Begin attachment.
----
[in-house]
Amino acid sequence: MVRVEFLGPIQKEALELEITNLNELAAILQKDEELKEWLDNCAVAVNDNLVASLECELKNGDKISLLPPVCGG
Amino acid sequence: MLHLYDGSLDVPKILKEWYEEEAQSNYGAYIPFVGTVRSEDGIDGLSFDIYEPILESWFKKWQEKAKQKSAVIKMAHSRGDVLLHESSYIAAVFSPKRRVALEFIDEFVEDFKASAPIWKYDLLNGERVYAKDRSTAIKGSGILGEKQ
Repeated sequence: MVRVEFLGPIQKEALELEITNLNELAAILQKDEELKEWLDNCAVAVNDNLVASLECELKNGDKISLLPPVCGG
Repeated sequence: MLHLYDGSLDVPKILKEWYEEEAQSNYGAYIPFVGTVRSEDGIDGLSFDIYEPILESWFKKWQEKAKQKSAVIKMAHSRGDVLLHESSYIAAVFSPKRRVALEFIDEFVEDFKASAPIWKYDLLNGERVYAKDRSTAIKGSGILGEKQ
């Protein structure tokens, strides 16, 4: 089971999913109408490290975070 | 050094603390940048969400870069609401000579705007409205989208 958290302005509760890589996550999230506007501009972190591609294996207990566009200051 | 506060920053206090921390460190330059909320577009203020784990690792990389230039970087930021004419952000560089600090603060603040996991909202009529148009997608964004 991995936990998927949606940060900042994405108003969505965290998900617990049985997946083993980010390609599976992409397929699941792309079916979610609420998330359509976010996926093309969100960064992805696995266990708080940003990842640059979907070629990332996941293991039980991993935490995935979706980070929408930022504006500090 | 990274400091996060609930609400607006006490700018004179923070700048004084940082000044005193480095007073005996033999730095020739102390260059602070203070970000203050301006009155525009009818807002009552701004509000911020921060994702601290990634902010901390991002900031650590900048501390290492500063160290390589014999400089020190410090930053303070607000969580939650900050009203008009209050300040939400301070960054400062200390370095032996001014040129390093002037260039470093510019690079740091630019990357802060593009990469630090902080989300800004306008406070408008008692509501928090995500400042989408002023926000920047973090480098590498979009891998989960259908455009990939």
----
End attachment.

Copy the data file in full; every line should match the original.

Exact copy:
[in-house]
Amino acid sequence: MVRVEFLGPIQKEALELEITNLNELAAILQKDEELKEWLDNCAVAVNDNLVASLECELKNGDKISLLPPVCGG
Amino acid sequence: MLHLYDGSLDVPKILKEWYEEEAQSNYGAYIPFVGTVRSEDGIDGLSFDIYEPILESWFKKWQEKAKQKSAVIKMAHSRGDVLLHESSYIAAVFSPKRRVALEFIDEFVEDFKASAPIWKYDLLNGERVYAKDRSTAIKGSGILGEKQ
Repeated sequence: MVRVEFLGPIQKEALELEITNLNELAAILQKDEELKEWLDNCAVAVNDNLVASLECELKNGDKISLLPPVCGG
Repeated sequence: MLHLYDGSLDVPKILKEWYEEEAQSNYGAYIPFVGTVRSEDGIDGLSFDIYEPILESWFKKWQEKAKQKSAVIKMAHSRGDVLLHESSYIAAVFSPKRRVALEFIDEFVEDFKASAPIWKYDLLNGERVYAKDRSTAIKGSGILGEKQ
């Protein structure tokens, strides 16, 4: 089971999913109408490290975070 | 050094603390940048969400870069609401000579705007409205989208 958290302005509760890589996550999230506007501009972190591609294996207990566009200051 | 506060920053206090921390460190330059909320577009203020784990690792990389230039970087930021004419952000560089600090603060603040996991909202009529148009997608964004 991995936990998927949606940060900042994405108003969505965290998900617990049985997946083993980010390609599976992409397929699941792309079916979610609420998330359509976010996926093309969100960064992805696995266990708080940003990842640059979907070629990332996941293991039980991993935490995935979706980070929408930022504006500090 | 990274400091996060609930609400607006006490700018004179923070700048004084940082000044005193480095007073005996033999730095020739102390260059602070203070970000203050301006009155525009009818807002009552701004509000911020921060994702601290990634902010901390991002900031650590900048501390290492500063160290390589014999400089020190410090930053303070607000969580939650900050009203008009209050300040939400301070960054400062200390370095032996001014040129390093002037260039470093510019690079740091630019990357802060593009990469630090902080989300800004306008406070408008008692509501928090995500400042989408002023926000920047973090480098590498979009891998989960259908455009990939």